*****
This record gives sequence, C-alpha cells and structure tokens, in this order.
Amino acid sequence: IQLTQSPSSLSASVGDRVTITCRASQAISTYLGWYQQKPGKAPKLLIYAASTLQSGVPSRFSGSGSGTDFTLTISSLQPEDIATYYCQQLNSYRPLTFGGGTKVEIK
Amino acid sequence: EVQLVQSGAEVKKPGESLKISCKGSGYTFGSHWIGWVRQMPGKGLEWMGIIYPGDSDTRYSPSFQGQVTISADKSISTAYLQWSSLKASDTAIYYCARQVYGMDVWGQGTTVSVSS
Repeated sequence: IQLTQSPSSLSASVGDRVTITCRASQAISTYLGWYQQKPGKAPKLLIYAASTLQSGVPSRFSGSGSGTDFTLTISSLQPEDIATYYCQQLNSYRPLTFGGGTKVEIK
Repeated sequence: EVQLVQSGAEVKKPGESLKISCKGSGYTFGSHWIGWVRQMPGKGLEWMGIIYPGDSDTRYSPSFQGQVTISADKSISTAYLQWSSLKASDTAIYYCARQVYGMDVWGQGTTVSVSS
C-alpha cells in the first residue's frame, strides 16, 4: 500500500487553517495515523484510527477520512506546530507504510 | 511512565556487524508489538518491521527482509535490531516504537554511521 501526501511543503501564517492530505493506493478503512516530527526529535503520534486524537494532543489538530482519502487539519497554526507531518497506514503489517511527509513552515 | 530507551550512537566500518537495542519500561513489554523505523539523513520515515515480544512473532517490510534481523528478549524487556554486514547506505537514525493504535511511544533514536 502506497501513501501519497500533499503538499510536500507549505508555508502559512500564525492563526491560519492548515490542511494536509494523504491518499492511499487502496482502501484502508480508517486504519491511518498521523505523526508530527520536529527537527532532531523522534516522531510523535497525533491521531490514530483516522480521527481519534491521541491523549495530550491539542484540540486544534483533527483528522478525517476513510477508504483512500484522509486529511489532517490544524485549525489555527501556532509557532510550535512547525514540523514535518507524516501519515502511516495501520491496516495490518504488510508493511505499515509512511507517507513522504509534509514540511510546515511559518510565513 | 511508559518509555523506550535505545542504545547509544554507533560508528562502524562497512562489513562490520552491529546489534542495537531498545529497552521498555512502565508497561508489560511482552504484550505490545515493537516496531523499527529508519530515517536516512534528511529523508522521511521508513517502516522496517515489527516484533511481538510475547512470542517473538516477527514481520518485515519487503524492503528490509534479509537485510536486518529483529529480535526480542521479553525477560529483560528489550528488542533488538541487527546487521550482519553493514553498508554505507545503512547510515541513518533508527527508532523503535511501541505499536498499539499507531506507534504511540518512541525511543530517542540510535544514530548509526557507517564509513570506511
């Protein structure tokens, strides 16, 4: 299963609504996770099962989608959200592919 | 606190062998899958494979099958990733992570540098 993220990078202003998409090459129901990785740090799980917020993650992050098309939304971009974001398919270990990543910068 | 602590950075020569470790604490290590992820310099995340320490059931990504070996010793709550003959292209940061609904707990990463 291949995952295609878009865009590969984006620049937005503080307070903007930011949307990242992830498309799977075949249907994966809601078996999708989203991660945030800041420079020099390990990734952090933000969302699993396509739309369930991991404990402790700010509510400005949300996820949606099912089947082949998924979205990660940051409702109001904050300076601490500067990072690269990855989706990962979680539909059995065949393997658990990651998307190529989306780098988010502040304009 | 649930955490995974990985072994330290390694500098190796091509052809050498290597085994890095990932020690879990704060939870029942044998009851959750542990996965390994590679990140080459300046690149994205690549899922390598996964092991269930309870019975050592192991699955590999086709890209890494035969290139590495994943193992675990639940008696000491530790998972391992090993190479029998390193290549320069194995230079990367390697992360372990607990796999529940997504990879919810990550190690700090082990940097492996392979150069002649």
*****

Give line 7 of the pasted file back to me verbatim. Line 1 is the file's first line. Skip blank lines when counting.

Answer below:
């Protein structure tokens, strides 16, 4: 299963609504996770099962989608959200592919 | 606190062998899958494979099958990733992570540098 993220990078202003998409090459129901990785740090799980917020993650992050098309939304971009974001398919270990990543910068 | 602590950075020569470790604490290590992820310099995340320490059931990504070996010793709550003959292209940061609904707990990463 291949995952295609878009865009590969984006620049937005503080307070903007930011949307990242992830498309799977075949249907994966809601078996999708989203991660945030800041420079020099390990990734952090933000969302699993396509739309369930991991404990402790700010509510400005949300996820949606099912089947082949998924979205990660940051409702109001904050300076601490500067990072690269990855989706990962979680539909059995065949393997658990990651998307190529989306780098988010502040304009 | 649930955490995974990985072994330290390694500098190796091509052809050498290597085994890095990932020690879990704060939870029942044998009851959750542990996965390994590679990140080459300046690149994205690549899922390598996964092991269930309870019975050592192991699955590999086709890209890494035969290139590495994943193992675990639940008696000491530790998972391992090993190479029998390193290549320069194995230079990367390697992360372990607990796999529940997504990879919810990550190690700090082990940097492996392979150069002649």